June 4, 2024 at 12:36 pm

Could An Adult Human Ever Breathe Oxygen-Rich Fluid? The Solution Is Closer Than You Think.

by Trisha Leigh

Source: Shutterstock

When it comes to imagining the future, the sky is really the limit, considering all of the technology we now have at our fingertips.

And since we know human embryos and fetuses “breathe” liquid rich in oxygen, some wonder whether or not we could ever recreate this environment outside the womb.

Science actually says this is possible – both in theory and in clinical trials.

In fact, we already use a form of it, called partial liquid ventilation, to provide oxygen to patients during mechanical ventilation.

Medical professionals use oxygen-rich liquids such as a perfluorocarbon (PFC), which can support pulmonary gas exchange.

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Other than in a medical setting, liquid breathing could benefit deep sea divers. It would make it easier to pressurize and reduce or eliminate the concerns of decompression sickness (the bends).

The concept has been tried out in mice and cats, some of which were able to survive the process for weeks.

Unfortunately, no one has figured out how to allow them to return to regular breathing, so all of the subjects eventually expired.

Another issue is that even though enough oxygen reached the bloodstream, it was harder for the body to eliminate carbon dioxide.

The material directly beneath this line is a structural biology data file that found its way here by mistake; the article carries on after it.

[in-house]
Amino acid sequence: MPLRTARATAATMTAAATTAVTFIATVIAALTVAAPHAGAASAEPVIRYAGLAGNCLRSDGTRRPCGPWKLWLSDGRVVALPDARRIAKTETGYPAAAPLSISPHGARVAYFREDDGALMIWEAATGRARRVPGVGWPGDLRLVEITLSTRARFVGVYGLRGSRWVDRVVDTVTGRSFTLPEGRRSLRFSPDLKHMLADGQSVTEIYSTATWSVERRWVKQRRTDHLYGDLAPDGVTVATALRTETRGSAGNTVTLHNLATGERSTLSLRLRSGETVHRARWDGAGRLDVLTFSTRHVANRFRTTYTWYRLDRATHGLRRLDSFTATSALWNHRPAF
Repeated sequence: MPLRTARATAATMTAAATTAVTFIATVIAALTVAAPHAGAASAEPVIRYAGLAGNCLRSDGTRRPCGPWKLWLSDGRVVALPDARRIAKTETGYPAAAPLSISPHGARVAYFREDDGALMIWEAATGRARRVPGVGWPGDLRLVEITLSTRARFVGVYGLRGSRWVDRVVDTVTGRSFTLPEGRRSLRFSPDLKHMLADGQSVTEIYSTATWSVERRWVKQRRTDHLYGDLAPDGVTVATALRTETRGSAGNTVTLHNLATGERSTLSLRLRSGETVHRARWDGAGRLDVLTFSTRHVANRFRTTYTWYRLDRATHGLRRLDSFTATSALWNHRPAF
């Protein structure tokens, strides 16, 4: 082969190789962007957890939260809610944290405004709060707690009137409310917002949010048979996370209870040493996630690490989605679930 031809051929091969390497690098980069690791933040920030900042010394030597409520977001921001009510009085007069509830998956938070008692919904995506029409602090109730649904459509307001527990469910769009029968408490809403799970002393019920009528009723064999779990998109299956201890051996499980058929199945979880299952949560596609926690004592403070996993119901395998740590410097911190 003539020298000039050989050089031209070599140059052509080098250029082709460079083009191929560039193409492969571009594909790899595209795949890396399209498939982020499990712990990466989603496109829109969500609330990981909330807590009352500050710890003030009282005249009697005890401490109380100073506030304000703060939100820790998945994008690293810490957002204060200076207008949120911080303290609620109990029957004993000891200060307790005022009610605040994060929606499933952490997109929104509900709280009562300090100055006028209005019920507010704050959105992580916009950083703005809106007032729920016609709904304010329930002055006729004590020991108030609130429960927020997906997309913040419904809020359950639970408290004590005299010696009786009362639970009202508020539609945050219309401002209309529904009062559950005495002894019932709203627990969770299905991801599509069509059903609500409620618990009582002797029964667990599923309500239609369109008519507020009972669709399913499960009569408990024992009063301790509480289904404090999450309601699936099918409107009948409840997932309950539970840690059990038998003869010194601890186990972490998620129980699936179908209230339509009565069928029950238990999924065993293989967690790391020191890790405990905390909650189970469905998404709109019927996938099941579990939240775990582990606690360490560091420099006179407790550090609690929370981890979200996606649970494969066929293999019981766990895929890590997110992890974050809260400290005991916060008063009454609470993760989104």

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In partial liquid ventilation, the amount of liquid is small and eliminated via evaporation. 

In a real-life scenario, filling your lungs with liquid and then expelling it would not only be very unpleasant, but hard on your lungs, which are not used to the work it takes to move denser liquids.

Some have suggested we could address the problem of clearing carbon dioxide by attaching a device directly to the bloodstream. It would scrub carbon dioxide through a vein in your leg.

Scientists are interested in the possibility for astronauts, since they are looking for ways around our inability to withstand massive G forces for more than a few seconds.

If an astronaut could be suspended in liquid, the G force would be distributed over the entire surface – this could be an ability to withstand forces up to 24 G.

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This might sound like science fiction, but with the right motivation, it seems like a problem that could be solved.

At least for specific people in specific scenarios.

The rest of us don’t have to worry about breathing water. For now.

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